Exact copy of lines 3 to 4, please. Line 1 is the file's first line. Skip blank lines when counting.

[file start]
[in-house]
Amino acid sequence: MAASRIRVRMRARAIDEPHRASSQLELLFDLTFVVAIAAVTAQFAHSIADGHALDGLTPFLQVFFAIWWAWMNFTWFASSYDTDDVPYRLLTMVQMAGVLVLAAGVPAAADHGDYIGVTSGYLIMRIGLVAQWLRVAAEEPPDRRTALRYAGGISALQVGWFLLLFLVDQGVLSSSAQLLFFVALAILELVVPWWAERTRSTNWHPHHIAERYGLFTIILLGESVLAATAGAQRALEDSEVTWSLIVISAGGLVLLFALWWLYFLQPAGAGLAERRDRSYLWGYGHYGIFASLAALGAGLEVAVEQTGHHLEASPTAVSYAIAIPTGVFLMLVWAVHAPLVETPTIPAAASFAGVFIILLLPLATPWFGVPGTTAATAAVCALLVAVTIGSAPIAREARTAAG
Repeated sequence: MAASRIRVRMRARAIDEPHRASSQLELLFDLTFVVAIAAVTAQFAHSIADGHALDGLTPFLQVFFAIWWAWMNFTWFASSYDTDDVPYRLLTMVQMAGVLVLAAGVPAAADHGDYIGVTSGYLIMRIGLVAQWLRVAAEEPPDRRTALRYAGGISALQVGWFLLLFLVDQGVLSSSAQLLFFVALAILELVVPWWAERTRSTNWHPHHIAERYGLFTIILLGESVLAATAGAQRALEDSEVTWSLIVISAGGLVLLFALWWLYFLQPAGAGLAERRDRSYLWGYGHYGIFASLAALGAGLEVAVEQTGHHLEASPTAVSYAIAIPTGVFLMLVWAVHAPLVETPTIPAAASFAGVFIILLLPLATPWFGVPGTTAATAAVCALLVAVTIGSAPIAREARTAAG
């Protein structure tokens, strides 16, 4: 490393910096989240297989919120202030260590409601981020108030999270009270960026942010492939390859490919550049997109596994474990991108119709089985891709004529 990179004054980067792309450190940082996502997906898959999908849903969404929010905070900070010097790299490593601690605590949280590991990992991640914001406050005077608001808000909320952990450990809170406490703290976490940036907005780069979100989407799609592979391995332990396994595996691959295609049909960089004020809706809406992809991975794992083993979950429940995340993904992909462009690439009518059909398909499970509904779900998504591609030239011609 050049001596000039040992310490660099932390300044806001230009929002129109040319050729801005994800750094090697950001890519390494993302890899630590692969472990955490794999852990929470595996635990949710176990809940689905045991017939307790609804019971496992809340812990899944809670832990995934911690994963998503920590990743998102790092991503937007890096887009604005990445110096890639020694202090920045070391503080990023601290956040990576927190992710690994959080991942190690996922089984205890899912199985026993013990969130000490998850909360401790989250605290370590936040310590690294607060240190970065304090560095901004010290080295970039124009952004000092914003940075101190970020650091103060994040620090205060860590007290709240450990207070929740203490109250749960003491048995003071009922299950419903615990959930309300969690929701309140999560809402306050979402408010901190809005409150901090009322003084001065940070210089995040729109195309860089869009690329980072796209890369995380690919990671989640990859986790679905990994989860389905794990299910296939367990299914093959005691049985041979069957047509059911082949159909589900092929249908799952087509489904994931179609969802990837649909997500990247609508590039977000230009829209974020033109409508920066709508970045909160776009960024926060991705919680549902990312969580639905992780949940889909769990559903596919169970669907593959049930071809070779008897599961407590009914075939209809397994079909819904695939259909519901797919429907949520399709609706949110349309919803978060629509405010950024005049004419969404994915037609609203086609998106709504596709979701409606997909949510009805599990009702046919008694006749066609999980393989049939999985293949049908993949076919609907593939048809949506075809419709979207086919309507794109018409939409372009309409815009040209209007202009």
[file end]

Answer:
Repeated sequence: MAASRIRVRMRARAIDEPHRASSQLELLFDLTFVVAIAAVTAQFAHSIADGHALDGLTPFLQVFFAIWWAWMNFTWFASSYDTDDVPYRLLTMVQMAGVLVLAAGVPAAADHGDYIGVTSGYLIMRIGLVAQWLRVAAEEPPDRRTALRYAGGISALQVGWFLLLFLVDQGVLSSSAQLLFFVALAILELVVPWWAERTRSTNWHPHHIAERYGLFTIILLGESVLAATAGAQRALEDSEVTWSLIVISAGGLVLLFALWWLYFLQPAGAGLAERRDRSYLWGYGHYGIFASLAALGAGLEVAVEQTGHHLEASPTAVSYAIAIPTGVFLMLVWAVHAPLVETPTIPAAASFAGVFIILLLPLATPWFGVPGTTAATAAVCALLVAVTIGSAPIAREARTAAG
């Protein structure tokens, strides 16, 4: 490393910096989240297989919120202030260590409601981020108030999270009270960026942010492939390859490919550049997109596994474990991108119709089985891709004529 990179004054980067792309450190940082996502997906898959999908849903969404929010905070900070010097790299490593601690605590949280590991990992991640914001406050005077608001808000909320952990450990809170406490703290976490940036907005780069979100989407799609592979391995332990396994595996691959295609049909960089004020809706809406992809991975794992083993979950429940995340993904992909462009690439009518059909398909499970509904779900998504591609030239011609 050049001596000039040992310490660099932390300044806001230009929002129109040319050729801005994800750094090697950001890519390494993302890899630590692969472990955490794999852990929470595996635990949710176990809940689905045991017939307790609804019971496992809340812990899944809670832990995934911690994963998503920590990743998102790092991503937007890096887009604005990445110096890639020694202090920045070391503080990023601290956040990576927190992710690994959080991942190690996922089984205890899912199985026993013990969130000490998850909360401790989250605290370590936040310590690294607060240190970065304090560095901004010290080295970039124009952004000092914003940075101190970020650091103060994040620090205060860590007290709240450990207070929740203490109250749960003491048995003071009922299950419903615990959930309300969690929701309140999560809402306050979402408010901190809005409150901090009322003084001065940070210089995040729109195309860089869009690329980072796209890369995380690919990671989640990859986790679905990994989860389905794990299910296939367990299914093959005691049985041979069957047509059911082949159909589900092929249908799952087509489904994931179609969802990837649909997500990247609508590039977000230009829209974020033109409508920066709508970045909160776009960024926060991705919680549902990312969580639905992780949940889909769990559903596919169970669907593959049930071809070779008897599961407590009914075939209809397994079909819904695939259909519901797919429907949520399709609706949110349309919803978060629509405010950024005049004419969404994915037609609203086609998106709504596709979701409606997909949510009805599990009702046919008694006749066609999980393989049939999985293949049908993949076919609907593939048809949506075809419709979207086919309507794109018409939409372009309409815009040209209007202009």